A Poetics of Social Work: Personal Agency and Social Transformation in Canada, 1920-1939.
If you have the ability to get past the title of this book, and its bland cover, it is well worth reading. This unusual and interesting book explores the way that social work emerged as a profession in Canada during the years between World War I and World War II.
This was a time when our social institutions were experiencing a great deal of change and there was a gradual shift away from religious based alliances toward a network of nonprofit and government interventions.
There were schools of social work that had been established at the University of Toronto and McGill University before World War I but they developed in very different ways during the 1920s and 1930s. This book outlines the specific views of four Canadian social work leaders who were affiliated with these two universities. They are Edward Johns Urwick, Carl Dawson, Dorothy Livesay and Charlotte Whitton.
The book is divided into four parts with a brief introduction and a conclusion. Each part provides a biographical sketch of one of the aforementioned. It is a short but pithy book with a full forty pages devoted to footnotes, a bibliography and an index.
Edward Johns Urwick was a religious fanatic who approached social service as a philosopher. In 1928 he became the director of the Department of Social Service at the University of Toronto, which later became the Faculty of Social Work. He remained director of the department until he retired in 1937.
Carl Dawson was hired in 1922 by McGill to develop a sociology department and to maintain the school of social work. Under his direction social work and sociology became permanently linked at McGill and social research became a part of social work.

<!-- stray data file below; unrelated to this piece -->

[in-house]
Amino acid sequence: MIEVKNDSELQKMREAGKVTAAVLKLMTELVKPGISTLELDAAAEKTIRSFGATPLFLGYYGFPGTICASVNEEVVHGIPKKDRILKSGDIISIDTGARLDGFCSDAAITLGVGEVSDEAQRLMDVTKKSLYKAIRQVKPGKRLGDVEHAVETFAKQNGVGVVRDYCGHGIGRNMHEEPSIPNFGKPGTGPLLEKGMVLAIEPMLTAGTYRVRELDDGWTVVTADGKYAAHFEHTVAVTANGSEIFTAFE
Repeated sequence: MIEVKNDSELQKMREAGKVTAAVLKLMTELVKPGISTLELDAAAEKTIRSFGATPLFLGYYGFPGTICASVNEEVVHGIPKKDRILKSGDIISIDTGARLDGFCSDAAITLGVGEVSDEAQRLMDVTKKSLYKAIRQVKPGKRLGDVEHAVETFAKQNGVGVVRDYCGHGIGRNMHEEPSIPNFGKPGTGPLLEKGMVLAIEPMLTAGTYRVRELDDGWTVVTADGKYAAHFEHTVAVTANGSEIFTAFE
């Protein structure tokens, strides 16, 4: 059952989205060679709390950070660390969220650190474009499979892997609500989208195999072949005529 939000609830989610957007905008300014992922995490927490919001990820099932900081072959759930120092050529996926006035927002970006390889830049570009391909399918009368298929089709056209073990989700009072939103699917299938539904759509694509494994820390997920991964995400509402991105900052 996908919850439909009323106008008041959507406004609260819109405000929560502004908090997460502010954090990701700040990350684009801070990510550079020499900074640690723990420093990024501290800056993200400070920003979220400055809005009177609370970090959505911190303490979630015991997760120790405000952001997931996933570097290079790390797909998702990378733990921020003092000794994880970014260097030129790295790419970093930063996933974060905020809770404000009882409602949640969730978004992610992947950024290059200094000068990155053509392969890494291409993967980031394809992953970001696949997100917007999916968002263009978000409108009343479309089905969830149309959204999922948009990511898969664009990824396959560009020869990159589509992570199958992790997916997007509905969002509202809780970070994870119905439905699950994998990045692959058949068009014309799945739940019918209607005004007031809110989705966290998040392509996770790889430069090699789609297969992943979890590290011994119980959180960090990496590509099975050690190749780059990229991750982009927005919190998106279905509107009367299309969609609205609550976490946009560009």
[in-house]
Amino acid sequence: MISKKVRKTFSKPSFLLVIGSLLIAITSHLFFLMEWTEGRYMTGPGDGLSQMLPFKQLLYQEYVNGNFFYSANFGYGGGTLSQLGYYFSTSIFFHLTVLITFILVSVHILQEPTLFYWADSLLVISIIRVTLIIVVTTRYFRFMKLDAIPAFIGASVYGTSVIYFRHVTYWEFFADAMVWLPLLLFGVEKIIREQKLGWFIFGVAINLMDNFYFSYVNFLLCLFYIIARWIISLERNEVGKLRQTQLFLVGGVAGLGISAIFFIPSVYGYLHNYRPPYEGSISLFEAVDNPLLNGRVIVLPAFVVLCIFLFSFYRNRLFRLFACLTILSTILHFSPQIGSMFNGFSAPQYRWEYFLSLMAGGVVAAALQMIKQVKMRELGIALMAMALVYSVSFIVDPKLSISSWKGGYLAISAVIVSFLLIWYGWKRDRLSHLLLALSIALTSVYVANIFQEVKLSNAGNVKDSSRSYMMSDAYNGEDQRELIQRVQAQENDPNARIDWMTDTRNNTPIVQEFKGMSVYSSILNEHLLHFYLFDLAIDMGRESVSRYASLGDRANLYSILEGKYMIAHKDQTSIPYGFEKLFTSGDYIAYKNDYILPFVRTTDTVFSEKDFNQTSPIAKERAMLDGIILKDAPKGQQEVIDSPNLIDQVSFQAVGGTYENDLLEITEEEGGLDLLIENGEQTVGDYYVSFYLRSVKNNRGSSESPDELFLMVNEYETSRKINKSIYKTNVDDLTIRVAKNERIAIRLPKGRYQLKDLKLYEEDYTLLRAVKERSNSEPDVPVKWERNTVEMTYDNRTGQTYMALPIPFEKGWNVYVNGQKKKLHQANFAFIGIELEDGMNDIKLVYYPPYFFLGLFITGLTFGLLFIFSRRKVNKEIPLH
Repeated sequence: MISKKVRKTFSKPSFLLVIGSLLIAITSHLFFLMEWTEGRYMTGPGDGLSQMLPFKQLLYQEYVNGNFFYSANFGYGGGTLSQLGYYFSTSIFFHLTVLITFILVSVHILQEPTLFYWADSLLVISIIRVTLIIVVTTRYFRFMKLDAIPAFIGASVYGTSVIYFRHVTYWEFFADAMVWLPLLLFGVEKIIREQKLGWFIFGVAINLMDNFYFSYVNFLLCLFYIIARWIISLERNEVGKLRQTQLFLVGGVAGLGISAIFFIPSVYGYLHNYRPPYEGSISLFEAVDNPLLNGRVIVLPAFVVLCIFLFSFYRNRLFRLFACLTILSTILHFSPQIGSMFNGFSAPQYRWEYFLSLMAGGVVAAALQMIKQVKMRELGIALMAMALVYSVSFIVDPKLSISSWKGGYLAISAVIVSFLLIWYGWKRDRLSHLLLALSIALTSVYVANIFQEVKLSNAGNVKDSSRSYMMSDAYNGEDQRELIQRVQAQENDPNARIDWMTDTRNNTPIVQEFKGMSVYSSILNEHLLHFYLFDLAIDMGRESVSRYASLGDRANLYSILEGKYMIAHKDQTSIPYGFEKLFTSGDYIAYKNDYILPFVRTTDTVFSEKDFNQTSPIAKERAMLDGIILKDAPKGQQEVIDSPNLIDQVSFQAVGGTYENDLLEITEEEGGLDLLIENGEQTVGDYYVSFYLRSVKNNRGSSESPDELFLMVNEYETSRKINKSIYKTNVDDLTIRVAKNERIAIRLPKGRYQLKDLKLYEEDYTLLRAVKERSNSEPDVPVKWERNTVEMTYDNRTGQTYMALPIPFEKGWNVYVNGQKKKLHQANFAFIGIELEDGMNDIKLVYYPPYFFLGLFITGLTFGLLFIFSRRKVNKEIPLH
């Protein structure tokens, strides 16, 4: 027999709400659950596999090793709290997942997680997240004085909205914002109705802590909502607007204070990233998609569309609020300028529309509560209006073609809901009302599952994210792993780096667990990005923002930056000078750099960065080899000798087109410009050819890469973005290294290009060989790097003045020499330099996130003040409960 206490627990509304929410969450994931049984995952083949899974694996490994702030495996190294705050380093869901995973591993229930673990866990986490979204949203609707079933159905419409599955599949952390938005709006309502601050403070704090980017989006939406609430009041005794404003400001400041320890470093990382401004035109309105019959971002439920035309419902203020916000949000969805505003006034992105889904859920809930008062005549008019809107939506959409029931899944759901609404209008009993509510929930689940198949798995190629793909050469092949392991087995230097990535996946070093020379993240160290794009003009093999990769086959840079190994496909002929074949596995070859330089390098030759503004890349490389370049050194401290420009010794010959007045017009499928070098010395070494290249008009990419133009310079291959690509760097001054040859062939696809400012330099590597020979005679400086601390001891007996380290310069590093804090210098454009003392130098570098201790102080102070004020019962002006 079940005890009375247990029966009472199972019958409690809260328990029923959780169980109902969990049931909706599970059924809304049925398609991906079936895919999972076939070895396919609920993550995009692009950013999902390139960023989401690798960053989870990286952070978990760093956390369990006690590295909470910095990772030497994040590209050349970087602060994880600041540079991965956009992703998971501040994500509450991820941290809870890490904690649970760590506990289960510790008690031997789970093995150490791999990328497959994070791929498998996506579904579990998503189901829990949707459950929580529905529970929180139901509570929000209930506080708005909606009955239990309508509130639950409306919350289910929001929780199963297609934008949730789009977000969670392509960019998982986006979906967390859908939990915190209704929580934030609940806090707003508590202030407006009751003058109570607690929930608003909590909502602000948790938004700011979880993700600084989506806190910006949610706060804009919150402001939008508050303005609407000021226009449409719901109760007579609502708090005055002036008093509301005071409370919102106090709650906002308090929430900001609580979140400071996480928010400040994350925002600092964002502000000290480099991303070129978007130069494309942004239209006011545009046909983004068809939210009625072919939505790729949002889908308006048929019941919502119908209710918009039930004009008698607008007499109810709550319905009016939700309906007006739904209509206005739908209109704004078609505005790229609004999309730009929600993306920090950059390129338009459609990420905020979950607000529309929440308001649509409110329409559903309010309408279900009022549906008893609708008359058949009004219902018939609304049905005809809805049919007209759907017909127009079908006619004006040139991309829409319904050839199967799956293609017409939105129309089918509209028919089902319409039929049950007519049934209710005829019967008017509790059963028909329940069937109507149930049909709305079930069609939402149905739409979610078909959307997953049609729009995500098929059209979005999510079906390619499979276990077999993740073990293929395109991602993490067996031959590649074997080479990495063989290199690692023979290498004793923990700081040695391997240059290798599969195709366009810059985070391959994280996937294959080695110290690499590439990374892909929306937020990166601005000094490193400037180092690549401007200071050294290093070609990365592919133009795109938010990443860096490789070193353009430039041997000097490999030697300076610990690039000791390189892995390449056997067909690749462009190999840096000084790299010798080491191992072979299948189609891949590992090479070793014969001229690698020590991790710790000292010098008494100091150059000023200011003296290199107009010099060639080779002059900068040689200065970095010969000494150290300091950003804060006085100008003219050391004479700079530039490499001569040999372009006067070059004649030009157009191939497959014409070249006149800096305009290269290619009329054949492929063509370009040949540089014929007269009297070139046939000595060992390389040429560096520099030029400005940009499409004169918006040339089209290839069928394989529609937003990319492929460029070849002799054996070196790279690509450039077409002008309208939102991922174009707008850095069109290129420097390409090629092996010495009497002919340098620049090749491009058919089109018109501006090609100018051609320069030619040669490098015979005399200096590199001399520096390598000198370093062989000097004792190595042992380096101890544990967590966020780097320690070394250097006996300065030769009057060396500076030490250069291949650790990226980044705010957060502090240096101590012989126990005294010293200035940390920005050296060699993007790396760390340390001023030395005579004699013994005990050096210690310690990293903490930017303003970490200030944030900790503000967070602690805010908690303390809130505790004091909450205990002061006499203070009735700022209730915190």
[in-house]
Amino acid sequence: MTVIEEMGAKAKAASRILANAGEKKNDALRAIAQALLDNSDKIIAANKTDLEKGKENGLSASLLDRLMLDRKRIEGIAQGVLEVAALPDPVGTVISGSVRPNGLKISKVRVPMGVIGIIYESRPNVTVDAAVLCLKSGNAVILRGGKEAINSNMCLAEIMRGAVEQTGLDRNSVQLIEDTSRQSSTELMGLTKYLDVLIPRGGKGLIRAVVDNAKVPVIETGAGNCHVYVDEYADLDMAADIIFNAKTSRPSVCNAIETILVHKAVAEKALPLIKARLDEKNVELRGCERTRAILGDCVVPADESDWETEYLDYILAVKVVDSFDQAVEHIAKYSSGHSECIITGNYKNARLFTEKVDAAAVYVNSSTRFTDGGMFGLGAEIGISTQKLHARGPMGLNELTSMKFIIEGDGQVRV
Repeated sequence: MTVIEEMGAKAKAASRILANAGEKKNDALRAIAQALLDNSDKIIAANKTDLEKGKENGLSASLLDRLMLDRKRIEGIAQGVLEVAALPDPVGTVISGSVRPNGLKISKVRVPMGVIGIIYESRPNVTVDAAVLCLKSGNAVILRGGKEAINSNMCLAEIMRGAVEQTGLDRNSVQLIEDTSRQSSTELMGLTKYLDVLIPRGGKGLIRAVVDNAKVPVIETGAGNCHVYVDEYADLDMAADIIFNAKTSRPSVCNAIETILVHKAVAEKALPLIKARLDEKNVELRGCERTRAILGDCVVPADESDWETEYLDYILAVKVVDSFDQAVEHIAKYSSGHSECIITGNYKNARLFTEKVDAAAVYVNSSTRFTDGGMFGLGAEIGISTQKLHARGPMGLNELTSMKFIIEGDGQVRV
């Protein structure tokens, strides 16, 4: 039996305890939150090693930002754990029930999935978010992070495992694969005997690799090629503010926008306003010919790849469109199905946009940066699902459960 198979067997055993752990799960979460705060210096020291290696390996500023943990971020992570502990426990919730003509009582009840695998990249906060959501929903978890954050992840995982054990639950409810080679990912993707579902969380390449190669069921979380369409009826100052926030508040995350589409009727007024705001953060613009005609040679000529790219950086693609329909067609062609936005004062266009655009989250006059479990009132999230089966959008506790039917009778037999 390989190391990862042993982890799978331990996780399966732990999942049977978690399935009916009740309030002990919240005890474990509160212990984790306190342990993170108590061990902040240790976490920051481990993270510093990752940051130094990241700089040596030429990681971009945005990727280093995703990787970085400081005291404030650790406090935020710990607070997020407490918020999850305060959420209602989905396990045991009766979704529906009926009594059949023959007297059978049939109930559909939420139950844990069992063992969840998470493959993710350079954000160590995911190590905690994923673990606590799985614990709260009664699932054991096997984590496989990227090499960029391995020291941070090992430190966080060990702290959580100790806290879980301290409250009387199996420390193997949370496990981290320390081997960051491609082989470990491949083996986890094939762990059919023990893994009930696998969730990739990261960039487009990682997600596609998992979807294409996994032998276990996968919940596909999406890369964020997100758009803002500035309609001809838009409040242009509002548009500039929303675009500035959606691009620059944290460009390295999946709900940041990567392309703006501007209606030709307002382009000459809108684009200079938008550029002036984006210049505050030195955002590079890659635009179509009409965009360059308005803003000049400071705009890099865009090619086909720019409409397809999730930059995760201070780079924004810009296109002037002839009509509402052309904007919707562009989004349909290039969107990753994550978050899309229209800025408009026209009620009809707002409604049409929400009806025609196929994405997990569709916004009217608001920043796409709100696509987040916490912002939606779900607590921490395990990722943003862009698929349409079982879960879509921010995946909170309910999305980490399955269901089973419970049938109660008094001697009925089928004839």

Dorothy Livesay is best known as a great poet but she was also a student of social work and a social worker during the Depression. She valued personal experience and relationships as much as she valued theory and research. In 1937 Livesay was forced out of her job as a social worker with the British Columbia Welfare Field Service because it was illegal for a married woman to be employed in social work.
Charlotte Whitton lectured in social work at both McGill University and the University of Toronto. In the mid-1930s she acted as a social policy consultant to the Prime Minister. She was critical of social work as it was being defined within an increasingly bureaucratic culture.
It was quite interesting to learn about the influence that these four people have had on social work education, practice and philosophy. Mostly I was struck with the similarity of the issues that were being debated in the 1920s and 1930s and the issues that are still being debated by social work educators and policy makers today.
Fran Cappe, has been a social worker for thirty-one years in Ontario.
|Printer friendly Cite/link Email Feedback|
|Date:||Nov 18, 2002|
|Previous Article:||Israel agency loses tax exemption. (General).|
|Next Article:||Periodicals received.|